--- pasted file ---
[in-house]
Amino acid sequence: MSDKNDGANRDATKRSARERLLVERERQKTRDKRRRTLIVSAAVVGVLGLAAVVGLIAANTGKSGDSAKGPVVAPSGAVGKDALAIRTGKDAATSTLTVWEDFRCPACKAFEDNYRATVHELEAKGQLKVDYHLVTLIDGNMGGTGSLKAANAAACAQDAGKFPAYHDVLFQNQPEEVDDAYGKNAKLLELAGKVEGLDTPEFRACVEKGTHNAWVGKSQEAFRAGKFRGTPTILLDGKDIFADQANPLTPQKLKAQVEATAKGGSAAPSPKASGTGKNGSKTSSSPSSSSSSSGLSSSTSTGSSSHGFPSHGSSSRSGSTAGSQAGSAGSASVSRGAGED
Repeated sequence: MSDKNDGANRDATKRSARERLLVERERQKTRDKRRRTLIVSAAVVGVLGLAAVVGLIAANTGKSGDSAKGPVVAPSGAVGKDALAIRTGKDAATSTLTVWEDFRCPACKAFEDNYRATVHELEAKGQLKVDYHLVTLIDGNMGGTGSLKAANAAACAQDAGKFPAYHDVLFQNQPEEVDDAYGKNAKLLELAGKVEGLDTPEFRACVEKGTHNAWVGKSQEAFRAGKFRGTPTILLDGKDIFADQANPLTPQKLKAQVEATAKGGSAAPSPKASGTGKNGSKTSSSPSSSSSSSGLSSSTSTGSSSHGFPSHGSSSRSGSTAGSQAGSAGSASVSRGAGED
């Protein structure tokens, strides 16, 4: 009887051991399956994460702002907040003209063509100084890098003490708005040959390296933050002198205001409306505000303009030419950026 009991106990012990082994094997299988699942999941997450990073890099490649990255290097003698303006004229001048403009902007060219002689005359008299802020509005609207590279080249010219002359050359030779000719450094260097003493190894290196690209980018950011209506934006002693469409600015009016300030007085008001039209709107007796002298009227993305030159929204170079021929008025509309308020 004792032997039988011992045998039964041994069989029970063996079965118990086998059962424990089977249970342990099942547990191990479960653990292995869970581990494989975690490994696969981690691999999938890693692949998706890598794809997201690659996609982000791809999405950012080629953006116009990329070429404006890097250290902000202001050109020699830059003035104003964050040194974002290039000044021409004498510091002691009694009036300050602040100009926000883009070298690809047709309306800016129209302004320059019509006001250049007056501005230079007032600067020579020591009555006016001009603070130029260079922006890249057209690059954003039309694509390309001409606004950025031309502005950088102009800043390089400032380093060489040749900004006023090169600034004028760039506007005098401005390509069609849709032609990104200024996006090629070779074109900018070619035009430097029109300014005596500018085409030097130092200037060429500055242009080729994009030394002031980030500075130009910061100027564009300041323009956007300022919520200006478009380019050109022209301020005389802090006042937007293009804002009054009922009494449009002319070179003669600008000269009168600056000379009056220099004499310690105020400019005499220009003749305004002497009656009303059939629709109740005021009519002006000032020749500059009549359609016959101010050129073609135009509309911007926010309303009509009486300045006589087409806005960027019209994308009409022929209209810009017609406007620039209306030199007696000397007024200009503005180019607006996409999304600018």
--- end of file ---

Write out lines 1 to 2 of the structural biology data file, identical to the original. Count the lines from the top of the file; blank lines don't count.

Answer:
[in-house]
Amino acid sequence: MSDKNDGANRDATKRSARERLLVERERQKTRDKRRRTLIVSAAVVGVLGLAAVVGLIAANTGKSGDSAKGPVVAPSGAVGKDALAIRTGKDAATSTLTVWEDFRCPACKAFEDNYRATVHELEAKGQLKVDYHLVTLIDGNMGGTGSLKAANAAACAQDAGKFPAYHDVLFQNQPEEVDDAYGKNAKLLELAGKVEGLDTPEFRACVEKGTHNAWVGKSQEAFRAGKFRGTPTILLDGKDIFADQANPLTPQKLKAQVEATAKGGSAAPSPKASGTGKNGSKTSSSPSSSSSSSGLSSSTSTGSSSHGFPSHGSSSRSGSTAGSQAGSAGSASVSRGAGED